Jawook Baek

Date of Award

Summer 1997

Document Type


Degree Name

Doctor of Business Administration (DBA)


Economics and Finance

First Advisor

Roger Shelor


The purpose of this study is threefold: (1) To evaluate how the portfolio performance of institutional investors differs from the market index portfolio, first, as a whole, and second, as several different institutional ownership portfolios. (2) To investigate the relationship between the institutions' superior stock selection ability and firm quality attributes such as beta, volatility, firm size, and R&D expenditures. Most previous academic work has focused on institutional investment behaviors, finding the relationship between institutional ownership and firm quality attributes, based on only mutual funds. (3) To develop a decision model for future institutional investors' portfolio performance based on the explanatory variables used in this study. The dependent variable is portfolio gross return, and firm quality attributes are independent.

The study group is selected from firms listed on the Compact Disclosure database during the period Jan. 1989-Dec. 1996. Approximately 8,000 NYSE, AMEX, and NASDAQ companies are employed in this study. As analytical tools, Sharpe's measure (1966), Jensen's alpha measure (1968), and Jobson and Korkie's Z-statistic (1981) are used.

From the results of the study, one may conclude that institutional investors as a whole are not superior stock selectors, however, specific institutional ownership portfolios performed in a superior manner. The institutions' superior selection ability is partly related to such firm quality attributes as small firm and stock volatility effects. Previous studies find that institutional ownership is related to firm size; however, institution's portfolio performances are found to be inversely related to size. Higher beta is not found to contribute to institutions' superior portfolio performance. This study found that institutional investors act in a hyperopic manner when tested with R&D expenditures. However, amounts of a firm's R&D expenditures are inversely related to institutions' superior performance. Unexpectedly, stock volatility is found to contribute to institutions' portfolio excess returns, based on Jensen's measure.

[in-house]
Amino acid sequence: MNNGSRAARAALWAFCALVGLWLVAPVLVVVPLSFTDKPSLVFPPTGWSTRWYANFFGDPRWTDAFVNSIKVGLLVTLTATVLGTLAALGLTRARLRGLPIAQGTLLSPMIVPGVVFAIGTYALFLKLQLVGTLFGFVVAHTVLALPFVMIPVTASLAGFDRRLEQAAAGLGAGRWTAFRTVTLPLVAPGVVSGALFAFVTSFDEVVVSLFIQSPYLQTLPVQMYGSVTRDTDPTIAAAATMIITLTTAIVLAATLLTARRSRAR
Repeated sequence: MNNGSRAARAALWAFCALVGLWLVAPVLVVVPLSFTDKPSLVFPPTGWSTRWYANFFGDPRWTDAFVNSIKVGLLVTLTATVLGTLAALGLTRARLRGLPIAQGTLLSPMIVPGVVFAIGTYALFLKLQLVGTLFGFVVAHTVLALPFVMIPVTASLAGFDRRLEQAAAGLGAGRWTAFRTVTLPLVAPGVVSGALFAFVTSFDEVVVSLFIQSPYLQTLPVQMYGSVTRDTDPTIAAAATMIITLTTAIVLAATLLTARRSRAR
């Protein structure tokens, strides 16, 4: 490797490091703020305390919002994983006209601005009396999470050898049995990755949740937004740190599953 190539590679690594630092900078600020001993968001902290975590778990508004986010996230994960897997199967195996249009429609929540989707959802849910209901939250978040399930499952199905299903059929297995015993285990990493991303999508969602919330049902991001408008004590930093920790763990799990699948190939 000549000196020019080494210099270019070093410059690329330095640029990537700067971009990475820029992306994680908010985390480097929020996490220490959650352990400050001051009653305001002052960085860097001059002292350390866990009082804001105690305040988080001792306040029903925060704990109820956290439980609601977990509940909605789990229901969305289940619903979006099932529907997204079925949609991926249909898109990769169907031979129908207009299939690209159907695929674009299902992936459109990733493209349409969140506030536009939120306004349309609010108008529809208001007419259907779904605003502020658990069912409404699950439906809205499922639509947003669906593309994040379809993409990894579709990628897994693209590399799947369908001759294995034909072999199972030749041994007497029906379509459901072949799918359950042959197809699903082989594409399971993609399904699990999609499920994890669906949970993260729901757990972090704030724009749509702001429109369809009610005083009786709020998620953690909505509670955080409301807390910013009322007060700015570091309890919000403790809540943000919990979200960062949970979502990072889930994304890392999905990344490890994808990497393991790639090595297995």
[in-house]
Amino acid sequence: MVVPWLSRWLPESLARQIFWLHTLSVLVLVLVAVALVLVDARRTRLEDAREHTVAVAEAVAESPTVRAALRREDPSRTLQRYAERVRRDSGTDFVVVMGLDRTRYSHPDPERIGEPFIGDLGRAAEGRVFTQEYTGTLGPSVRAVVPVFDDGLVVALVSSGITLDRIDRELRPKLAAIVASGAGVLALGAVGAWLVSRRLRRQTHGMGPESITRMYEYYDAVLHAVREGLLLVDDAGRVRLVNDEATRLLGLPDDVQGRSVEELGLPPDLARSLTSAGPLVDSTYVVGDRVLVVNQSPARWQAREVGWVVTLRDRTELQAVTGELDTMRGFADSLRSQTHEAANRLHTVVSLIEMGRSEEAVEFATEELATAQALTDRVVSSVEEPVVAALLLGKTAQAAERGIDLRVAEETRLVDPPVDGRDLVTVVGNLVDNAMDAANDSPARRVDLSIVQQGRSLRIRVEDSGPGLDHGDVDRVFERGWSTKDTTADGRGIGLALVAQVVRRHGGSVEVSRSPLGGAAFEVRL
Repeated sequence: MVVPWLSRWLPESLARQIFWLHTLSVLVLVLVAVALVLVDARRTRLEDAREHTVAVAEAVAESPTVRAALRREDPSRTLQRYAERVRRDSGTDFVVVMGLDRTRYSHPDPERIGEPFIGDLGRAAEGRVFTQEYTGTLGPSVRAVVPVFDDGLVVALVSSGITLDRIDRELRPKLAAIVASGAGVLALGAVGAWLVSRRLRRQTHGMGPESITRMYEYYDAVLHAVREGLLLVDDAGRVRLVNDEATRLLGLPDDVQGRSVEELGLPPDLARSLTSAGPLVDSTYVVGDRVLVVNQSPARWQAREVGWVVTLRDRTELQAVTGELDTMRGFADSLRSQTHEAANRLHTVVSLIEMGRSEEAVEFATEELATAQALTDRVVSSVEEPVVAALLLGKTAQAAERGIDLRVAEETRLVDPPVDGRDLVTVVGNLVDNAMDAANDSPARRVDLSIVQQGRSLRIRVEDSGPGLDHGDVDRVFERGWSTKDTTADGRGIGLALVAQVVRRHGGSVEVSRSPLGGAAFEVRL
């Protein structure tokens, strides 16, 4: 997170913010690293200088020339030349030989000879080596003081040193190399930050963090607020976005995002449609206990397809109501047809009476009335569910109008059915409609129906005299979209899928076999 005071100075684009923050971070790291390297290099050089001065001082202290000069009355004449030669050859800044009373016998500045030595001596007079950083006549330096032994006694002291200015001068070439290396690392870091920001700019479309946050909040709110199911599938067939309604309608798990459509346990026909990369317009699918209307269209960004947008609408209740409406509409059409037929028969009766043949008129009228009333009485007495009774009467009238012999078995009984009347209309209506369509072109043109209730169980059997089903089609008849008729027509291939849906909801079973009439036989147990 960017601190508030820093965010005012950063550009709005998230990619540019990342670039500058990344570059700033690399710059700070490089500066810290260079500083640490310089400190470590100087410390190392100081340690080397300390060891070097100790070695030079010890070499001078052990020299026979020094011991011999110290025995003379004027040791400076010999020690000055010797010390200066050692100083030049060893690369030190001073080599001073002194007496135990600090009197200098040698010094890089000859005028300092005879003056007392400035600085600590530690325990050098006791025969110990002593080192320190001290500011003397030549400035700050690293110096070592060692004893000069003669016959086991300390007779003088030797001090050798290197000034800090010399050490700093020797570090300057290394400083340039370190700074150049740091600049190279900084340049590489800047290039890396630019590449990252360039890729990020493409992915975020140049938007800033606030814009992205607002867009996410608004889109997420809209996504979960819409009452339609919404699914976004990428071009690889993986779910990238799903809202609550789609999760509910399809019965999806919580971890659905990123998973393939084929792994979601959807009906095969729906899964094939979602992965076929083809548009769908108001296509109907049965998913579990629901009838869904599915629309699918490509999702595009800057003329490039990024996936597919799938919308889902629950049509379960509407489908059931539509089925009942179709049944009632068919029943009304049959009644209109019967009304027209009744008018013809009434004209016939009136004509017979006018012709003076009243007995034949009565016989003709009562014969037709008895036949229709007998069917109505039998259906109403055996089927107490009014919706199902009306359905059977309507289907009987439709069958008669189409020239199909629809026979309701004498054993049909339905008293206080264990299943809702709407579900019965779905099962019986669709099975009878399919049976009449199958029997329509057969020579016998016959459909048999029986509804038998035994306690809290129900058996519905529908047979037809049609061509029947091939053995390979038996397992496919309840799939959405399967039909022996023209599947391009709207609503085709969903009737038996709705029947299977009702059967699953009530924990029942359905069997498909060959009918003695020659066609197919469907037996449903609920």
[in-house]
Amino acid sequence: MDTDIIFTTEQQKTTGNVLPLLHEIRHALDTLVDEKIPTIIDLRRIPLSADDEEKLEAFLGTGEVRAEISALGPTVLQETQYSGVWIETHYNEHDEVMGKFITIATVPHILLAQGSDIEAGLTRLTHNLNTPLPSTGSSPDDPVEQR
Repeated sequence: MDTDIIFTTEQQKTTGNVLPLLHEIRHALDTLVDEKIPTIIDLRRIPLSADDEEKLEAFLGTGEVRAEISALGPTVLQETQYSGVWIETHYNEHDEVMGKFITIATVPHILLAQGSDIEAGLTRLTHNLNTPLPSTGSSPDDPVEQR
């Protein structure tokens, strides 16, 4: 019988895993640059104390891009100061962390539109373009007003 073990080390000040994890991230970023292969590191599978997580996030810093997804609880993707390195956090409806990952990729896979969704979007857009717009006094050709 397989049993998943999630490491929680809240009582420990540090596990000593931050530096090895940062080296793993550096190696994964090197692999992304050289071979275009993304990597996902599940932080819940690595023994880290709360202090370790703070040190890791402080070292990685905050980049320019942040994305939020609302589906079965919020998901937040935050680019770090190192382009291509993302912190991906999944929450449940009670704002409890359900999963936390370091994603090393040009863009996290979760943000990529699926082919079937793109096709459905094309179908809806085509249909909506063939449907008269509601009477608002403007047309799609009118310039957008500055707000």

Finally, all firm quality attributes employed in this study as explanatory variables appear to be significantly related to portfolio returns. All variables are positively related to portfolio gross returns except R&D, which is inversely related.